There was a recent case in Ireland of a young Roma girl who was blonde haired and blue eyed being removed from her home, on the suspicion that she was not in fact the biological child of the presumed parents (who, like most Roma, are reportedly of dark complexion, hair, and eye). I even saw a report that a hospital was consulted on the probability of such an outcome, and they said it would be “extremely unusual”. It turns out that DNA tests confirmed that this girl was the biological child of the putative parents. And of course all this has be understood in light of the case of “Maria” in Greece; a little blonde girl who turned out not to be the biological child of the two Roma who claimed her as their daughter (it looks like there was welfare fraud in that case).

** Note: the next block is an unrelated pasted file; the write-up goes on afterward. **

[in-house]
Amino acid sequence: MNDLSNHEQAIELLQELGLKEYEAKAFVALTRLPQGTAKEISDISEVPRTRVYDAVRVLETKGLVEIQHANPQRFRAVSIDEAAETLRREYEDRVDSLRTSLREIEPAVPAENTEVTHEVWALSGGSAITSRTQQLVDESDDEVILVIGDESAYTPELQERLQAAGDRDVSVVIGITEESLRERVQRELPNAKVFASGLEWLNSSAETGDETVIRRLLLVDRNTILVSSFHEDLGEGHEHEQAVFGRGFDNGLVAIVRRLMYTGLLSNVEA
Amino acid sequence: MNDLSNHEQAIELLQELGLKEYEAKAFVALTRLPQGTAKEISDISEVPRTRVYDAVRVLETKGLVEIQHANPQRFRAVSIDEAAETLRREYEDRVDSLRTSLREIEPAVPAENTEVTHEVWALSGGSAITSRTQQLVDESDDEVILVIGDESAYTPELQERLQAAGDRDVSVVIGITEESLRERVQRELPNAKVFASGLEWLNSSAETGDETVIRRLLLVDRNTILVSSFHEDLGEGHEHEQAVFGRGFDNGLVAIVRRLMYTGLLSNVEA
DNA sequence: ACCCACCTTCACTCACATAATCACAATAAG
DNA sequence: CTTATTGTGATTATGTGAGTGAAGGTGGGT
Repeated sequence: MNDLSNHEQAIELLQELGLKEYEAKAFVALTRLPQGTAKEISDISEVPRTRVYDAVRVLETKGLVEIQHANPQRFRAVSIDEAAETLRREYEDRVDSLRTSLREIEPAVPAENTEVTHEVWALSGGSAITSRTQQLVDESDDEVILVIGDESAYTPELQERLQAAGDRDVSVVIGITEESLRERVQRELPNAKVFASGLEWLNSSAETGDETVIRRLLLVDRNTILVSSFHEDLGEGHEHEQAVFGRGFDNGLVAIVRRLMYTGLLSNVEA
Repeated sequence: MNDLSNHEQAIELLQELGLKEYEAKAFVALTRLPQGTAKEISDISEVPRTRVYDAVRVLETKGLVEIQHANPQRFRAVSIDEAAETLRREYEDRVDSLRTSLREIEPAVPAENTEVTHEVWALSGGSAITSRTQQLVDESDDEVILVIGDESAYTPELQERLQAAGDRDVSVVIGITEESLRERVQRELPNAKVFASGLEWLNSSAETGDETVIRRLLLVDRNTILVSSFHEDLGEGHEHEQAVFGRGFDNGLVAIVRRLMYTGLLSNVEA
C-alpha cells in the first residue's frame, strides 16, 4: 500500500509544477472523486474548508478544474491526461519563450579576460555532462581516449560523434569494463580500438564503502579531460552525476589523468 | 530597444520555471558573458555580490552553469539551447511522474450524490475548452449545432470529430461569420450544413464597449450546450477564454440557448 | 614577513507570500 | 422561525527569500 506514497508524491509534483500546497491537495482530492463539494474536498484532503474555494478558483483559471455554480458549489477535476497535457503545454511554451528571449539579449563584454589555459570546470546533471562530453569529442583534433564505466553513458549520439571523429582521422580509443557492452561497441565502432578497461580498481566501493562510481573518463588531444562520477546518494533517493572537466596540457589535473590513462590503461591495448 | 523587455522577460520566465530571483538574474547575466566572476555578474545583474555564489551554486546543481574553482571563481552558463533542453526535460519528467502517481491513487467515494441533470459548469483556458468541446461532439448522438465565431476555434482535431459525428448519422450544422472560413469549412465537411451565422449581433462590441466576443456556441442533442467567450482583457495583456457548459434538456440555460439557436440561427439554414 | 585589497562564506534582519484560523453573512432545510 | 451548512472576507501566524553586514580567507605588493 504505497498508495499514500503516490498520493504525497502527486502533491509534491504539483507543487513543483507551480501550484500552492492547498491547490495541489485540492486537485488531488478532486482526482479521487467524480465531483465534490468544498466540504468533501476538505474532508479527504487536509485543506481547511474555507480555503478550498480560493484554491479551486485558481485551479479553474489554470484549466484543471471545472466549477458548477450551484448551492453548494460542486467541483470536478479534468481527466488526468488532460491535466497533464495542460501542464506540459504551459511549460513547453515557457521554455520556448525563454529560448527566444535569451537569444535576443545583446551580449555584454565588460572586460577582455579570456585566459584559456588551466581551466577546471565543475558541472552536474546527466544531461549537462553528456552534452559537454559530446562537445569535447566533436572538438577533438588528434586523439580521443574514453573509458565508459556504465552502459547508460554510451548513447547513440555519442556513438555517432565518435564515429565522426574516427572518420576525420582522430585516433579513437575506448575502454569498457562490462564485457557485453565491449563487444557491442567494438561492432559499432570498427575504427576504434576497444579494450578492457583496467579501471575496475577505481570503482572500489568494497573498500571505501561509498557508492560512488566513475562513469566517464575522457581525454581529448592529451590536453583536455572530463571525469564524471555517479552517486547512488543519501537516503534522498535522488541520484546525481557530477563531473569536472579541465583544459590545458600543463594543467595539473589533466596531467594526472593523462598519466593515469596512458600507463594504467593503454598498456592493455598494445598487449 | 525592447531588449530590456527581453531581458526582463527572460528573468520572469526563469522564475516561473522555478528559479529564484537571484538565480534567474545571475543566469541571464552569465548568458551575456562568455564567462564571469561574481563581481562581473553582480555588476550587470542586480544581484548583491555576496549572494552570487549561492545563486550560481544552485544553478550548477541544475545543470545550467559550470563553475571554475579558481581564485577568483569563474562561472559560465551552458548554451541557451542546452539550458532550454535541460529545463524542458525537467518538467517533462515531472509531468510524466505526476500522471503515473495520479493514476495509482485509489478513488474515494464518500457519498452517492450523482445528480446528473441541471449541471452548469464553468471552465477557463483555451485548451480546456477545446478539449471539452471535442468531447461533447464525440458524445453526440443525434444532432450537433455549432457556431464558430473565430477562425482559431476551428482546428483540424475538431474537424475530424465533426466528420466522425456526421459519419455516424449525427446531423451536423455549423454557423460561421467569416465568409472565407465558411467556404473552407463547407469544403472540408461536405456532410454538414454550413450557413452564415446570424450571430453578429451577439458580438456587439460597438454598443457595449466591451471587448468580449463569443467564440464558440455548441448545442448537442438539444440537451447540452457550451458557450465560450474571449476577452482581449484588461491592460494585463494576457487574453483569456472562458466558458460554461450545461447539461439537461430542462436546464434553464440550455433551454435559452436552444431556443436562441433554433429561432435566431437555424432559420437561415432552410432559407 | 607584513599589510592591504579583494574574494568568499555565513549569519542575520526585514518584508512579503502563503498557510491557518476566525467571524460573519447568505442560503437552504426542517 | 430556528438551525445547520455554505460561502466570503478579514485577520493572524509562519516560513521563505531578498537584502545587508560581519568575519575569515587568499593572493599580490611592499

My initial response to the Irish case was that consultant should be fired, because in an admixed population like the Roma it shouldn’t be that unusual to have offspring who deviate a great deal from the parental phenotype. This prompted some interesting reactions. First, there were those who seem blissfully ignorant of the fact that the Roma are an admixed population. That’s easy enough to resolve, as there have been scientific papers published on this issue using genome-wide data. Second, there are claims that very small fraction of Roma have blonde hair and blue eyes (on the order of less than 1%). The latter may be a defensible claim, though not indisputably so.
Thursday, October 24, 2013
Publicada por Miguel Madeira em 22:07